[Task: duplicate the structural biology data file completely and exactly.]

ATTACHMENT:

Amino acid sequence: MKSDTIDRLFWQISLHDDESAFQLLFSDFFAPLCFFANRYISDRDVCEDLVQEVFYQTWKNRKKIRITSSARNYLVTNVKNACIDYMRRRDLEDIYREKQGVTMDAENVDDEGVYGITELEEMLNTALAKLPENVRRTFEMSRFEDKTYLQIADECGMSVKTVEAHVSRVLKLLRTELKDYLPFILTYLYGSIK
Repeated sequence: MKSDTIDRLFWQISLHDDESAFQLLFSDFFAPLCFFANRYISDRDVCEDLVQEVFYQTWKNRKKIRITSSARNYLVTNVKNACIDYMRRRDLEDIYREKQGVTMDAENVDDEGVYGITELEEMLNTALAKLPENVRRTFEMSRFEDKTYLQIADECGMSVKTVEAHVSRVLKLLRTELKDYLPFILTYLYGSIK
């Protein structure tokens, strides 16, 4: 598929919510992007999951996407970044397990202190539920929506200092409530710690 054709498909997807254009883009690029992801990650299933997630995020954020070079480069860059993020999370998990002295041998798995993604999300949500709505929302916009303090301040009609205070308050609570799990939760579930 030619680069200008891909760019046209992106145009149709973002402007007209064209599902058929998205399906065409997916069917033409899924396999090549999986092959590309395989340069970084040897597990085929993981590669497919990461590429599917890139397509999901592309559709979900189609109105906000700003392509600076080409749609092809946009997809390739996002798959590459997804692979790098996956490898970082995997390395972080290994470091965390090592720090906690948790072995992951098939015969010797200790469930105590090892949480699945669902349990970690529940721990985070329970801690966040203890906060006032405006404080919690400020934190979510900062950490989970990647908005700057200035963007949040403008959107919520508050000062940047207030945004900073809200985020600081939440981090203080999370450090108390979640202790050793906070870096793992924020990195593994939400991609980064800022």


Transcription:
Amino acid sequence: MKSDTIDRLFWQISLHDDESAFQLLFSDFFAPLCFFANRYISDRDVCEDLVQEVFYQTWKNRKKIRITSSARNYLVTNVKNACIDYMRRRDLEDIYREKQGVTMDAENVDDEGVYGITELEEMLNTALAKLPENVRRTFEMSRFEDKTYLQIADECGMSVKTVEAHVSRVLKLLRTELKDYLPFILTYLYGSIK
Repeated sequence: MKSDTIDRLFWQISLHDDESAFQLLFSDFFAPLCFFANRYISDRDVCEDLVQEVFYQTWKNRKKIRITSSARNYLVTNVKNACIDYMRRRDLEDIYREKQGVTMDAENVDDEGVYGITELEEMLNTALAKLPENVRRTFEMSRFEDKTYLQIADECGMSVKTVEAHVSRVLKLLRTELKDYLPFILTYLYGSIK
């Protein structure tokens, strides 16, 4: 598929919510992007999951996407970044397990202190539920929506200092409530710690 054709498909997807254009883009690029992801990650299933997630995020954020070079480069860059993020999370998990002295041998798995993604999300949500709505929302916009303090301040009609205070308050609570799990939760579930 030619680069200008891909760019046209992106145009149709973002402007007209064209599902058929998205399906065409997916069917033409899924396999090549999986092959590309395989340069970084040897597990085929993981590669497919990461590429599917890139397509999901592309559709979900189609109105906000700003392509600076080409749609092809946009997809390739996002798959590459997804692979790098996956490898970082995997390395972080290994470091965390090592720090906690948790072995992951098939015969010797200790469930105590090892949480699945669902349990970690529940721990985070329970801690966040203890906060006032405006404080919690400020934190979510900062950490989970990647908005700057200035963007949040403008959107919520508050000062940047207030945004900073809200985020600081939440981090203080999370450090108390979640202790050793906070870096793992924020990195593994939400991609980064800022």